Propaganda & Mass Persuasion: The Business of Covering a War

Wednesday, April 19, 2006

The Business of Covering a War

In Hotel warrior's, John Fialka talks about how the press described the Marines and Armies roles during the war. He talks of how Marines were eager to get covered by the media, while the Army saw risks in allowing the media to follow them. With all the media coverage, it pretty much created kind of an accidental propaganda. Marines were being seen as the hero's of the war being reported by name and rank, while the Army was seen just by the unit. The public was being led to believe we were winning the war thanks to the Marines. When in reality the Marines were there as more of a "sideshow" and for support, while the Army was there for the "main attack." In my opinion I don't think it should matter who was doing more as long as they win the war quickly and with few fatalities as possible. But on the other hand it also makes you wonder, if they weren't showing us what really was true with something as menial as this what else are they misinterpreting for us?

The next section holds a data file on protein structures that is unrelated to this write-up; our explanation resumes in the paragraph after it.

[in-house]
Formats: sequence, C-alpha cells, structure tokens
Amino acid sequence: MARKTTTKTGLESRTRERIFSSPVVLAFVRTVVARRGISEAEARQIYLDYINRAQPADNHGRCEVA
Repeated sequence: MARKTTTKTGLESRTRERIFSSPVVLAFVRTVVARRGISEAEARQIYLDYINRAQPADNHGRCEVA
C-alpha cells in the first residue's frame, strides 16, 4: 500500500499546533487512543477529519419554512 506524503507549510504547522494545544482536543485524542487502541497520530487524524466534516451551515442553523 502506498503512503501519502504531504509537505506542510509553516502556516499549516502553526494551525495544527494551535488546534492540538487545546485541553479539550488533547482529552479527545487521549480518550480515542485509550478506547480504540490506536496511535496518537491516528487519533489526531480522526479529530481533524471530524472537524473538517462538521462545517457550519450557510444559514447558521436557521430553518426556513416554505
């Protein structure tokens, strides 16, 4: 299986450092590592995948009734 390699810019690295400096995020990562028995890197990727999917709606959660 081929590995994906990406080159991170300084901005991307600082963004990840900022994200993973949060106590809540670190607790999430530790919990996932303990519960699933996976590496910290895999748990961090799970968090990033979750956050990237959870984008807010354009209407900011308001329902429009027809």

Blogger A. Mattson said...

What Fialka describes is a situation in which different branches of the military have conflicting relations with the media. Neither the media nor the military are monolithic. There are competing interests involved. These competing interests work the press coverage to their own advantage skewing the coverage towards goals that may be complementary and may even contradict the larger goals of the Department of Defense.

4/24/2006 9:08 PM  

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